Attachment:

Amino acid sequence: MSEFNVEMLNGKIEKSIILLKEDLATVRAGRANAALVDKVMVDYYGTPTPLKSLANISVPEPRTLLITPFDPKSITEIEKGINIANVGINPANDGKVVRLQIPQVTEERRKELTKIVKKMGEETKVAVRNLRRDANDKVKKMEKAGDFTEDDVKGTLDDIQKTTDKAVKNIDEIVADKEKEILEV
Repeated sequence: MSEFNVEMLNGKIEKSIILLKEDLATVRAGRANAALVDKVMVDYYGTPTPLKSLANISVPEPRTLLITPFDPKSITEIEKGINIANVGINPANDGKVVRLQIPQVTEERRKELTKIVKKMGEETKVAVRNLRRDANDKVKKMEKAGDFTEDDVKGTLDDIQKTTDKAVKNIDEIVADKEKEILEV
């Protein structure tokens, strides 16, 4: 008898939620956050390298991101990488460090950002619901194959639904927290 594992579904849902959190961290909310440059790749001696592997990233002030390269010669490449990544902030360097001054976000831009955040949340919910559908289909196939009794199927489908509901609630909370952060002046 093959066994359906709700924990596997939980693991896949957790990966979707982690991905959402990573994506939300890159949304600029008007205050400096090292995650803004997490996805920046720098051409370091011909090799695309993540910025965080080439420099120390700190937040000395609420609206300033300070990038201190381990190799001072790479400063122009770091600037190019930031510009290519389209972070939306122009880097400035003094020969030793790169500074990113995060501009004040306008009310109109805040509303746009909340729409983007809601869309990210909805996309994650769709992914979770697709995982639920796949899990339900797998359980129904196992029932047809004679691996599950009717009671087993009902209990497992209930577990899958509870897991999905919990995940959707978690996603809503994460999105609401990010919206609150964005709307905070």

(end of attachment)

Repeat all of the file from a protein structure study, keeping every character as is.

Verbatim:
Amino acid sequence: MSEFNVEMLNGKIEKSIILLKEDLATVRAGRANAALVDKVMVDYYGTPTPLKSLANISVPEPRTLLITPFDPKSITEIEKGINIANVGINPANDGKVVRLQIPQVTEERRKELTKIVKKMGEETKVAVRNLRRDANDKVKKMEKAGDFTEDDVKGTLDDIQKTTDKAVKNIDEIVADKEKEILEV
Repeated sequence: MSEFNVEMLNGKIEKSIILLKEDLATVRAGRANAALVDKVMVDYYGTPTPLKSLANISVPEPRTLLITPFDPKSITEIEKGINIANVGINPANDGKVVRLQIPQVTEERRKELTKIVKKMGEETKVAVRNLRRDANDKVKKMEKAGDFTEDDVKGTLDDIQKTTDKAVKNIDEIVADKEKEILEV
């Protein structure tokens, strides 16, 4: 008898939620956050390298991101990488460090950002619901194959639904927290 594992579904849902959190961290909310440059790749001696592997990233002030390269010669490449990544902030360097001054976000831009955040949340919910559908289909196939009794199927489908509901609630909370952060002046 093959066994359906709700924990596997939980693991896949957790990966979707982690991905959402990573994506939300890159949304600029008007205050400096090292995650803004997490996805920046720098051409370091011909090799695309993540910025965080080439420099120390700190937040000395609420609206300033300070990038201190381990190799001072790479400063122009770091600037190019930031510009290519389209972070939306122009880097400035003094020969030793790169500074990113995060501009004040306008009310109109805040509303746009909340729409983007809601869309990210909805996309994650769709992914979770697709995982639920796949899990339900797998359980129904196992029932047809004679691996599950009717009671087993009902209990497992209930577990899958509870897991999905919990995940959707978690996603809503994460999105609401990010919206609150964005709307905070």